Open Access Article
This Open Access Article is licensed under a
Creative Commons Attribution 3.0 Unported Licence

An improved rapid sampling microdialysis system for human and porcine organ monitoring in a hospital setting

Sally A. N. Gowers a, Karim Hamaoui b, Natalie Vallant b, George B. Hanna b, Ara Darzi b, Daniel Casanova c, Vassilios Papalois b and Martyn G. Boutelle *a
aDepartment of Bioengineering, Imperial College London, UK. E-mail: m.boutelle@imperial.ac.uk
bDepartment of Surgery & Cancer, Imperial College London, UK
cDepartment of Surgery, University of Cantabria, Santander, Spain

Received 14th August 2018 , Accepted 22nd September 2018

First published on 5th November 2018


Online organ monitoring could provide clinicians with critical information regarding organ health prior to transplantation and could aid clinical decision-making. This paper presents the methodology of online microdialysis for real-time monitoring of human organs ex vivo. We describe how rapid sampling microdialysis can be incorporated with organ perfusion machines to create a robust organ monitoring system and demonstrate its use in monitoring human and porcine kidneys as well as human and porcine pancreases. In this paper we also show the potential usefulness of this methodology for evaluating novel interventions in a research setting. The analysis system can be configured either to analyse two analytes in one organ, allowing for ratiometric analysis, or alternatively to monitor one analyte in two organs simultaneously, allowing direct comparison. It was found to be reliable over long monitoring periods in real clinical use. The results clearly show that the analysis system is sensitive to differences between organs and therefore has huge potential as an ex vivo organ monitoring tool.


Introduction

Organ transplants can significantly improve or even save the lives of patients in need. For example, kidney transplantation is the treatment of choice for end-stage kidney disease as it considerably improves patient quality of life and reduces the need for long-term dialysis.1 However, there is a severe shortage of donor organs available for transplantation.2 As of March 2017, there were 4195 adult patients on the UK active kidney transplant list, compared to only 3042 adult kidney-only transplants carried out in the UK in 2016/2017.3 Current clinical practice is limited by the shortage of donor organs, their quality and the inability to assess their viability prior to transplantation.4,5 This shortage of available donor organs applies not only to kidneys but to other organs as well.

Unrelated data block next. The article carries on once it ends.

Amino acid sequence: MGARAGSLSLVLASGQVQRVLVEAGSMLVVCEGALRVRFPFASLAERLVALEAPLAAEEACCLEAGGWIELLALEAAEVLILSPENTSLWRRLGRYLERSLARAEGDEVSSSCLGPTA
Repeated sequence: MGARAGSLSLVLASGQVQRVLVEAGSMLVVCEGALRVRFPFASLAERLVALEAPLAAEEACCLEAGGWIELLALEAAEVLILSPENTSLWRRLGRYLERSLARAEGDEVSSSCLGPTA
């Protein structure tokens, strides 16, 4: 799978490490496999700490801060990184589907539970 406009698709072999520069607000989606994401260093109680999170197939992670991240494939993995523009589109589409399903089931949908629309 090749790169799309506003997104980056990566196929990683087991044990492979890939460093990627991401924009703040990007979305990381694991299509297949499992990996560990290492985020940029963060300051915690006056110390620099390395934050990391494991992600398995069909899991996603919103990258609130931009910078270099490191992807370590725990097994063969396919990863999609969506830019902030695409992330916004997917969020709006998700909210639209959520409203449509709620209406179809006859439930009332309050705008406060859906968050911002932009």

In order to expand the pool of donor organs, there has been increasing interest in utilising marginal donor organs, such donation-after-circulatory-death (DCD), which have historically not been used due to the risk of primary non-function and higher likelihood of delayed graft function as a result of longer warm ischaemia time (the time when the organ is warm and the blood supply has ceased).1,6 An alternative strategy to increase the number of available organs is to reduce the discard rate of expanded criteria donor (ECD) organs, such as those from donors who are aged 60 years or older or who are aged between 50 and 59 years and meet 2 of the following criteria: history of hypertension, serum creatinine level greater than 1.5 mg dl−1 (132.6 μM) and cerebrovascular cause of death.7 Despite increased risk of graft failure after an ECD kidney transplant,7 these transplants have been shown to be beneficial compared with remaining on dialysis.8

As a result of the move to use more DCD and ECD organs, there is an increasing need for better viability testing prior to transplantation in order to identify organs that are at risk of a poor outcome. Organ assessment may aid clinicians in deciding whether to accept or to discard a donor organ prior to transplantation, as well as allowing for possible intervention to improve the outcome. The period of time between retrieval and transplantation, in which organs are preserved, provides a unique opportunity to assess the health of the tissue.

Microdialysis is a tissue sampling technique that can be used to collect key markers of tissue health from the tissue of interest using a small sterile probe. The probe has a semi-permeable membrane at the tip and is perfused at low flow rates (0.1–2.0 μl min−1) creating a concentration gradient across the membrane. This results in the exchange of molecules between the tissue extracellular fluid and the probe, creating a dialysate stream that can be analysed for analytes of interest. Online microdialysis can be coupled to high-resolution analysis systems for in vivo monitoring.9–13 Microdialysis has been used with continuous biosensors or rapid online sampling in a wide range of applications to detect important information about tissue health and ischaemia.14–21 In situations where online analysis is not possible dialysate can be collected in lengths of low-volume tubing for analysis at a later time with retained temporal resolution.22

In order to implement microdialysis as part of an organ monitoring system the analysis system needs to be robust and be able to be integrated within the perfusion setup already established in the labs at Chelsea & Westminster Hospital. In addition, the system should be capable of being set up at short notice without preparation and should be amenable to being set up by non-experts. The opportunity to monitor human organs is incredibly rare and therefore valuable, so it is vital that the system is reliable and simple to use once installed. To meet these demands we set up an organ monitoring system consisting of two organ perfusion machines (Waters Medical) and a rapid sampling microdialysis (rsMD) online analysis system.